Journeying through Lent: with New Daylight
Get the resource >
Daily Bible readings and group study material.
Eight weeks of Lent material for church groups and individuals, offering themed reflections by well-loved contributors from the New Daylight archive alongside specially written questions for group discussion.
Neat, satisfying, small-sized glossy booklet containing daily readings and a page of group questions for each of eight sessions:
1 and 2: Feasting and fasting – Helen Julian CSF
3 and 4: The sermon on the mount – Rachel Boulding
5 and 6: Jesus’ wisdom in Luke – Stephen Cottrell
7: 1 Corinthians 13 – Tony Horsfall
8: From upper room to Easter Day – Brother Ramon SSF
With an introduction by New Daylight editor Sally Welch
Adult, Growing, Beginning, Enquiring, small groups, individual.
Thought-provoking contributions for a meaningful journey through Lent – practical, inspiring, challenging and God-centred.
The introduction gives suggestions for group use; each daily reading and reflection is nicely laid out on two pages.
Interesting suggestions at the start of the book give ideas for use as a group. While including time for prayer and discussion as you would expect, it actually suggests four ways of using the daily material for a group, so that a session looks like: Introduction and welcome; Opening prayer – using a way of praying that is familiar to the group, with perhaps a song or hymn too; Discussion – either as a whole group or split into smaller units. This discussion is to share reactions to the week’s reflections; Forum – teasing out some common themes among the reactions; Reflection – focusing on the specific day’s reading that the writer chose, and responding to these study questions quietly and together in smaller units; Plenary – feedback to the whole group, and summarising the responses; Prayer – silent and open prayer.
A fairly confident leader who can make the most of the flexible context of this resource.
Nice length of daily readings, with the scripture included, plus a prayer or question at the end of each. There is a Next Steps section at the end, which invites the reader to summarise their journey through Lent, and then engage with some creative suggestions for how to move on, ranging from prayer journals to mapping your spiritual road to date, and aspirations.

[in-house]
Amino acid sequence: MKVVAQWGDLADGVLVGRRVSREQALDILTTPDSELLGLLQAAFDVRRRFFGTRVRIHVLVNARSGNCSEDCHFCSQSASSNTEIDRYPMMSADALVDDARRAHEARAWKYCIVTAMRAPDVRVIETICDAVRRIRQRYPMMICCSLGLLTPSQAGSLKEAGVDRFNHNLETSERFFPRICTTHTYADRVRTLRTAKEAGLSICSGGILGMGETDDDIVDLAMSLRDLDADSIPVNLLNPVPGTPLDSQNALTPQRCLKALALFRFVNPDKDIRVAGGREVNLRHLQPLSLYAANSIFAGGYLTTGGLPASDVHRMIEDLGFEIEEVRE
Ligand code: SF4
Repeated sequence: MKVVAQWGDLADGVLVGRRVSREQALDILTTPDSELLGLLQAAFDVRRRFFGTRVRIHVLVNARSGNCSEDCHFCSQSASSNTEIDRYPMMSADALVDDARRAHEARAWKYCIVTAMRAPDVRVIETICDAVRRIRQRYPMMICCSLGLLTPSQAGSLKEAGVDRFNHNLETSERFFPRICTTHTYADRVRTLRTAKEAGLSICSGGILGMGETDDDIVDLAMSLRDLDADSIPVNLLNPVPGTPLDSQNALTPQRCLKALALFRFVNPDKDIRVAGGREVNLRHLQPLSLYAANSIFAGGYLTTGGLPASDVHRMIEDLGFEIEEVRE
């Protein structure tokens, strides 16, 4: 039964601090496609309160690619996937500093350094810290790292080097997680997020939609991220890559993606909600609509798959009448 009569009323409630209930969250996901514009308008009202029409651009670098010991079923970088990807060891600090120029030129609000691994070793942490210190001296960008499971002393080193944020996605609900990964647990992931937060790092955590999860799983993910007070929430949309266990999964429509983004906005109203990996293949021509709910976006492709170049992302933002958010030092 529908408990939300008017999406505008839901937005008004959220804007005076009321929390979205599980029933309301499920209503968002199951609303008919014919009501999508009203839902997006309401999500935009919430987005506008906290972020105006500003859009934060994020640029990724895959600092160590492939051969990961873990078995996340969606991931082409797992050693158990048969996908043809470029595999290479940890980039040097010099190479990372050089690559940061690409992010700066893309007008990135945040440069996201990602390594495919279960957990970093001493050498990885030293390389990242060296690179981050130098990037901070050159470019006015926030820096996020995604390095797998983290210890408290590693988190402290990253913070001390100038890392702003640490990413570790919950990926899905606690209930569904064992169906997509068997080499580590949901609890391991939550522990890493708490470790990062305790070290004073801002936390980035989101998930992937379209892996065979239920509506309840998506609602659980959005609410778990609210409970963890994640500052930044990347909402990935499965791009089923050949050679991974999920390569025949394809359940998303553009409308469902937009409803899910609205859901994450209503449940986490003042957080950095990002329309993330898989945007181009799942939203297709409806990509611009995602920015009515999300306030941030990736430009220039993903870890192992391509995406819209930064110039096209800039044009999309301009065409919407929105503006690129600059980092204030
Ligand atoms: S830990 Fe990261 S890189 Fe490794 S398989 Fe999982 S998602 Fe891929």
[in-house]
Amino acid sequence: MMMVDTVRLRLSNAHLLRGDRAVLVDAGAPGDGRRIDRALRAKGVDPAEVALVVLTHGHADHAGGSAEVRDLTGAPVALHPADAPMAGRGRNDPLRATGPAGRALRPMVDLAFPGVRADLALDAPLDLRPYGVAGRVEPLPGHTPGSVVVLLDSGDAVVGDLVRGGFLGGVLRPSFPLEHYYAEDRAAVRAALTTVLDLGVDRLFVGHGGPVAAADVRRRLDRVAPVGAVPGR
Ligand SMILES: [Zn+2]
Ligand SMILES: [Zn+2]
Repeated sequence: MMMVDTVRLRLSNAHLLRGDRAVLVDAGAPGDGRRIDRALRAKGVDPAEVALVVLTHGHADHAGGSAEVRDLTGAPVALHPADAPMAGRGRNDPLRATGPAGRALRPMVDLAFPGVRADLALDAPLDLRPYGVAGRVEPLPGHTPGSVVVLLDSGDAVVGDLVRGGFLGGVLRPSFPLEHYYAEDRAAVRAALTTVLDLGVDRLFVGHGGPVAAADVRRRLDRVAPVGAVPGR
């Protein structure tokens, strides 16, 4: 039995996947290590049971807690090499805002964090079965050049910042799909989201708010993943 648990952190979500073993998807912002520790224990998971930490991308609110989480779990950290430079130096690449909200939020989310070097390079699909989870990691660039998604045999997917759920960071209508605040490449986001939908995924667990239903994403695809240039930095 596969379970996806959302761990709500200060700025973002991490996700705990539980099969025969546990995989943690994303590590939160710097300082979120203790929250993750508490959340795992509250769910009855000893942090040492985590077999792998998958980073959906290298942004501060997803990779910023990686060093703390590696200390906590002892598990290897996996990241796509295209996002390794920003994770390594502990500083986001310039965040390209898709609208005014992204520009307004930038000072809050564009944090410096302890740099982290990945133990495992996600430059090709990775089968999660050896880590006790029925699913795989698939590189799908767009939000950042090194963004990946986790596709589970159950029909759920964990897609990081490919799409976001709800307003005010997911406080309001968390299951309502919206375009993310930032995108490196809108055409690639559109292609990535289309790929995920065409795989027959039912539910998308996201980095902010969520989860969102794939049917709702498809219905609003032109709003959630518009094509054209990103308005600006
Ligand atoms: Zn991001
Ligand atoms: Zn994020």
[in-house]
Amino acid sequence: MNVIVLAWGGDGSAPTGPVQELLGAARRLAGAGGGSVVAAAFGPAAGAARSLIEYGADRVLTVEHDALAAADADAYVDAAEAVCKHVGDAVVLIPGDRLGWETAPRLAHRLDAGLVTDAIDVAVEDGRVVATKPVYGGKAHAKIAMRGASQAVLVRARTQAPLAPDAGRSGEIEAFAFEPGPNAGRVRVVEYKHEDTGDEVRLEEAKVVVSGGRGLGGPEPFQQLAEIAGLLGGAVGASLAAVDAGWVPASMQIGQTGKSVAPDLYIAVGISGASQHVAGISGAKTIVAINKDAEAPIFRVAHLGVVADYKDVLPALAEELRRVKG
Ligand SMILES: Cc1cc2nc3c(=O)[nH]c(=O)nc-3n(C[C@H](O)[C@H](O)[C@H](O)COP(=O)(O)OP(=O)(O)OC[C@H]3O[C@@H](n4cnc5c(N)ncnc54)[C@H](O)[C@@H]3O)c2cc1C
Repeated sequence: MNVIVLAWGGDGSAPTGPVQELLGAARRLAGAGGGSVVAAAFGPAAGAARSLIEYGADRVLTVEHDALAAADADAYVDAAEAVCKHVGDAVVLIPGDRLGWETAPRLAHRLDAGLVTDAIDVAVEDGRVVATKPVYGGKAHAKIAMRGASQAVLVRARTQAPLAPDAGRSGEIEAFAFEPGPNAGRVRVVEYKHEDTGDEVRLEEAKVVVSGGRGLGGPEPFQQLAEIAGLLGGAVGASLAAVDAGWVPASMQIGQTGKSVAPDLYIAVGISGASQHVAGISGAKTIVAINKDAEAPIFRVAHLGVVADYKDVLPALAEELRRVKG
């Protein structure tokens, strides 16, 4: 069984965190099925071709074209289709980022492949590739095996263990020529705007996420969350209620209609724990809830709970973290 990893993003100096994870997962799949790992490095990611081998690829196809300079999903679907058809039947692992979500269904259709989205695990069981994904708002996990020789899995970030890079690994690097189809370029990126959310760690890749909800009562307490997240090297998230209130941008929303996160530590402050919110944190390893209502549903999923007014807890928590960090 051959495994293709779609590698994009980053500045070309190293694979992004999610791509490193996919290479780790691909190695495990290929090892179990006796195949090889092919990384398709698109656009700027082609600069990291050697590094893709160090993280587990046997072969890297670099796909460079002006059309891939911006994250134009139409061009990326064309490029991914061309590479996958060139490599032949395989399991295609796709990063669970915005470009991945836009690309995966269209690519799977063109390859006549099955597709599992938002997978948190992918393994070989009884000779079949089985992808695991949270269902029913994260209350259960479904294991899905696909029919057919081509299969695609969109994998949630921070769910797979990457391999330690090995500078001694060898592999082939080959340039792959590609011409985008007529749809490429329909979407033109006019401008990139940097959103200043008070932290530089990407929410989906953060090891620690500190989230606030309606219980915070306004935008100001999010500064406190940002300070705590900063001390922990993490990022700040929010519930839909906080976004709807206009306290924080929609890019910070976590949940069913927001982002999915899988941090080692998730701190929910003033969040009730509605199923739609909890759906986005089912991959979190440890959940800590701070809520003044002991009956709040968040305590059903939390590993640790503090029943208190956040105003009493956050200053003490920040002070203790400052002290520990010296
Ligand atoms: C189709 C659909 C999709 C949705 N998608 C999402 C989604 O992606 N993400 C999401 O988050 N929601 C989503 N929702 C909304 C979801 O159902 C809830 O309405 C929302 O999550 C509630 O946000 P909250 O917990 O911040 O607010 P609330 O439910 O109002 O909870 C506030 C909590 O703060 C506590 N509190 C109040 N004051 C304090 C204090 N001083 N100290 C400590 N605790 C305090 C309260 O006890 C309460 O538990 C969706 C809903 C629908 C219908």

Keep up with the daily readings, and decide how to best to facilitate the material with your group. Prepare any extra resources, such as songs or even a small whiteboard to collect the groups’ responses.
Considering that this is based around daily bible readings for individuals, the group study suggestions look like they would work very well, and enhance private reading time. From prayer to the varied ways of discussion and engagement with the material and questions, this is a flexible resource that would encourage the group members to join in.
Reading, discussion, prayer, sharing with another – while the daily readings are of a doable length, the group would need to be happy to actually do them.
The material is very accessible and doesn’t make too many assumptions about where people are at in relation to the Christian journey – hence it would suit a wide range of people, certainly those Beginning and Growing, and perhaps even Enquirers. For the latter it would be an interesting way to learn about the things Jesus said and did, and how they apply today.
This is not a particular focus, but it certainly encourages people to take action one way or another, in response to the material – whether in attitude, thought or steps forward.
Most. The material covers the sermon on the mount from Matthew; Jesus’ sayings form Luke; the peon to love from I Corinthians 13; and some of the biblical attitudes towards feasting and fasting form across the scriptures.
Each reading is printed in full in the booklet; each reflection is based and focused on it.
The various authors are grounded in reality as they explore their themes, both drawing us closer to biblical truths and also acknowledging the profound challenges and glorious freedoms they bring.
Implicit range, with the different backgrounds of the writers.
Great stuff – exploring how our allegiance to Jesus affects everything from the food we eat, to the way we treat others, to the way we pray. The Lord’s Prayer pops up twice, from slightly different angles.
Each writer brings a different slant to their encouragement to grow in faith; but each one writes from some experience. This makes it feel possible for us too. There are deep challenges to prioritise true integrity rather than hang on to our preference for bolstering our own egos and self-esteem.
Wonderfully inspiring and challenging, from the reminder that God’s invitation to us is always to abundance; and that putting him first will lead us into adventure and true security, rather than insisting on our ‘rights’ all the time. This is the God who, incredibly, serves us…
The ‘fasting and feasting’ section is particularly strong on examining our relationship to food, and looking at it in different ways, whether that food is actual or spiritual. The section through Holy Week encourages us to hang on to our trust in God through even the darkest of times – we only have to ask for God’s help.
The invitation of the kingdom is open to all, and seen through our words and actions.
The resource reminds us again and again that it is love that communicates – and that it is practical, real and forgiving.
Implicit but not a focus.
Implicit, with some examples given of those who have given all to enable mission, even to giving up their lives.